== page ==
What is the “present distress” of 1 Corinthians 7:26?


by Shawn Brasseaux

What is the “present distress” of 1 Corinthians 7:26?

“[25] Now concerning virgins I have no commandment of the Lord: yet I give my judgment, as one that hath obtained mercy of the Lord to be faithful. [26] I suppose therefore that this is good for the present distress, I say, that it is good for a man so to be. [27] Art thou bound unto a wife? seek not to be loosed. Art thou loosed from a wife? seek not a wife. [28] But and if thou marry, thou hast not sinned; and if a virgin marry, she hath not sinned. Nevertheless such shall have trouble in the flesh: but I spare you.”

The chapter’s theme is marriage, divorce, and re-marriage in the Dispensation of the Grace of God. Verse 26 focuses on unmarried people. The Lord had not directly revealed to Paul what to do about single individuals. What the Apostle did do was use what Divine guidelines had been revealed to him, to come to a wise decision about a situation not revealed to him. The Apostle concluded that, because of the “present distress,” it was good to remain unmarried. Married people were not to seek a divorce, and those divorced were not to seek another spouse. It was not a sin for single people to marry. However, they would have trouble in the flesh (sin always complicates life, even in the marriage relationship). Paul issued advice to spare them that trouble.

We can use the word “distress” to mean extreme sorrow, anxiety, or pain. Therefore, the vast majority considers the “distress” here as persecution. After all, it was dangerous for a Christian to live in the Roman Empire in New Testament times. Such commentators read the verse as, “Do not get married, or you will experience hardship and bereavement when your spouse is persecuted or martyred.” The possibility of persecution and martyrdom makes marriage unfavorable? Such a warning seems wholly unnecessary. After all, the Thessalonians were suffering far worse persecution than the Corinthians (see 1 Thessalonians 1:6; 1 Thessalonians 3:4-8; 2 Thessalonians 1:4-7), yet no such admonition of “do not marry in light of persecution” is found in either Thessalonian epistle. What other explanation could there be for 1 Corinthians 7:26?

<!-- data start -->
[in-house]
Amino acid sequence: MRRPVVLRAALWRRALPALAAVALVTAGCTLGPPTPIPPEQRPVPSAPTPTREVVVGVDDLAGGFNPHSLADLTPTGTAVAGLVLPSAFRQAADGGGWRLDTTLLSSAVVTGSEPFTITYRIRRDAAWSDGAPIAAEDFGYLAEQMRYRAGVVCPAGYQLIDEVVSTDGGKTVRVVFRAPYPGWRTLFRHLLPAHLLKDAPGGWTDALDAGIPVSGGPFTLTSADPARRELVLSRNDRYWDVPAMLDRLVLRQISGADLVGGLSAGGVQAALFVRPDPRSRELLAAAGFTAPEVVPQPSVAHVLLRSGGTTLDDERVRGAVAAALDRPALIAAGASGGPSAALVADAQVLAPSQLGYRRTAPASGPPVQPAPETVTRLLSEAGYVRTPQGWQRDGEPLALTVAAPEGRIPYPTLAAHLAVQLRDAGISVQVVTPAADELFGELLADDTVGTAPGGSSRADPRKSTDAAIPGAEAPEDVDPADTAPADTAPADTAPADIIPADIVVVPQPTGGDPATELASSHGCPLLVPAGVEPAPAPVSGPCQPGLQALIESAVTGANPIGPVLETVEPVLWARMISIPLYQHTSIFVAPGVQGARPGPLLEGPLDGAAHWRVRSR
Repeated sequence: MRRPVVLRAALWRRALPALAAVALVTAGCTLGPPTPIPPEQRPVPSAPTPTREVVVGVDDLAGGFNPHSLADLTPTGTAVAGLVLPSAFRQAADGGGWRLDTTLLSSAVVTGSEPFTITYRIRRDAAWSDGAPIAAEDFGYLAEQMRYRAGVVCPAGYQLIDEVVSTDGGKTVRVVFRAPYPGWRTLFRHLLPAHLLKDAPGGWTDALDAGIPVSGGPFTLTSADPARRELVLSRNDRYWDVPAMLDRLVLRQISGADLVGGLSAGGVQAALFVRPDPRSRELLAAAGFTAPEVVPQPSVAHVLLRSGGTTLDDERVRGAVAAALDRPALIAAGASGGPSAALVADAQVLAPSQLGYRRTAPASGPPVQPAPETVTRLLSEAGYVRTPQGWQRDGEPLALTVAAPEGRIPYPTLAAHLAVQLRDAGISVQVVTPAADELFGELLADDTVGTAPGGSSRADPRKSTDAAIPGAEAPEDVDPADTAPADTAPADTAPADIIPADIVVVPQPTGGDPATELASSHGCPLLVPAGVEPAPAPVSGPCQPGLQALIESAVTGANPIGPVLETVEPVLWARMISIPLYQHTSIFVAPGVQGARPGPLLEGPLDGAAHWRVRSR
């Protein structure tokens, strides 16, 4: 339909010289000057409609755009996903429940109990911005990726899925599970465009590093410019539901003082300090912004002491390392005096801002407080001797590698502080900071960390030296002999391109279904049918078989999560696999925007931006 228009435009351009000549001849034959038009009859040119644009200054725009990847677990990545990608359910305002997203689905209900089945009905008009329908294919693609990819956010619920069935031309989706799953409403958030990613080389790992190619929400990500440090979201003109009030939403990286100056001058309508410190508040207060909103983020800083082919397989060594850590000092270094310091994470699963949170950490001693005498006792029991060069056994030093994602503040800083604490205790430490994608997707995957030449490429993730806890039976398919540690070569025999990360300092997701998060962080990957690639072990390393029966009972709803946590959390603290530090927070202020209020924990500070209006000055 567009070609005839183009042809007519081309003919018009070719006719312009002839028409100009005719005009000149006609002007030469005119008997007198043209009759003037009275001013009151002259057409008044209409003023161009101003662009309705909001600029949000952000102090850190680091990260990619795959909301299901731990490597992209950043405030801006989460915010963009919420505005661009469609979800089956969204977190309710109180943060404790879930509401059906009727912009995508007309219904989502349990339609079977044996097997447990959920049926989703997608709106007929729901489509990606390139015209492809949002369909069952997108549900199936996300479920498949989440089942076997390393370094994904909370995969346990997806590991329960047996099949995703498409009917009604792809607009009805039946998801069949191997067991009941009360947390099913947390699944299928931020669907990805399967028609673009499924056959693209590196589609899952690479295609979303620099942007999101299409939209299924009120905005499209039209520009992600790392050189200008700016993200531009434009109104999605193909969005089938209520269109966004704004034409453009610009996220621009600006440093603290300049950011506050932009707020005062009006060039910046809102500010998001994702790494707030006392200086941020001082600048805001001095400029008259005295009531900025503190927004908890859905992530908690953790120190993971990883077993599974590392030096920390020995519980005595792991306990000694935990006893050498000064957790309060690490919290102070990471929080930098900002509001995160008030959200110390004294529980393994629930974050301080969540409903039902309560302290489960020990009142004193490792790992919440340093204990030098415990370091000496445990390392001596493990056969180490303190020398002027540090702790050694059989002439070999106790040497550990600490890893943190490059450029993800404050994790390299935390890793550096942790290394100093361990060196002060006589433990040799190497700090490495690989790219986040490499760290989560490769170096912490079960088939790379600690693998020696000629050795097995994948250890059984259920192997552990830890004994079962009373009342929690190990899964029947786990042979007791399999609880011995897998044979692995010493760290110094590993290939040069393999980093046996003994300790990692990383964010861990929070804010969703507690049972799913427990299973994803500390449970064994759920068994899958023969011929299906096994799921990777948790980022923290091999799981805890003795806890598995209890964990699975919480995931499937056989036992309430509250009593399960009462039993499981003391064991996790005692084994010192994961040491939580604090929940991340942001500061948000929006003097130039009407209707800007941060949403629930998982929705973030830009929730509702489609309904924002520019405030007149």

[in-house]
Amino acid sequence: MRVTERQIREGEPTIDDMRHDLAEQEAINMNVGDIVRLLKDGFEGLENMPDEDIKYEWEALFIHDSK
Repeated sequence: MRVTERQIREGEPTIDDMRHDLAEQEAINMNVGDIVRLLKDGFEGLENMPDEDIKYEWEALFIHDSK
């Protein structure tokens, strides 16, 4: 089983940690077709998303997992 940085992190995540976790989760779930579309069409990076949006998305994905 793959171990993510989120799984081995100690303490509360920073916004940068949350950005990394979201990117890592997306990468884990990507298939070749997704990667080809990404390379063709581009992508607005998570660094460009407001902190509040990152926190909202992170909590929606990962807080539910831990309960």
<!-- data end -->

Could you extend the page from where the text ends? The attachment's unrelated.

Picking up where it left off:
“Distress” can also carry the meaning of limitations or restrictions. Consequently, others interpret the “distress” of 1 Corinthians 7:26 as restriction or limitation. The Corinthians were noteworthy for their carnality, their fleshliness, their worldliness. First Corinthians chapter 3 says to this point: “[1] And I, brethren, could not speak unto you as unto spiritual, but as unto carnal, even as unto babes in Christ. [2] I have fed you with milk, and not with meat: for hitherto ye were not able to bear it, neither yet now are ye able. [3] For ye are yet carnal: for whereas there is among you envying, and strife, and divisions, are ye not carnal, and walk as men?”

It is more likely that the “distress” is carnality. Self-centered individuals do not make good spouses. (Are you surprised to learn that?!) Marriage is about living for the benefit of another, and fleshliness does not allow such a relationship. It is therefore better for the virgins in Corinth not to marry. Until they spiritually mature—that is, come under the control of the Holy Spirit through the intake of sound Bible doctrine—the wisest decision for them is to remain single. This is sound advice even now. Marriage is a time to set aside selfish ambitions. Therefore, non-spiritual (babes as well as carnal) Christians are strongly (!!!!!!!!!!!!!) advised not (!!!!!!!!!!!!!) to seek marriage until they reach some level of Bible maturity. They will be spared the pain of a “marriage from hell” and probable divorce.

Also see:
» How could “wise” King Solomon let foreign women deceive him?
» What about unmarried, divorced, and remarried men in the ministry?
» Should a Christian be polygamous—having multiple spouses?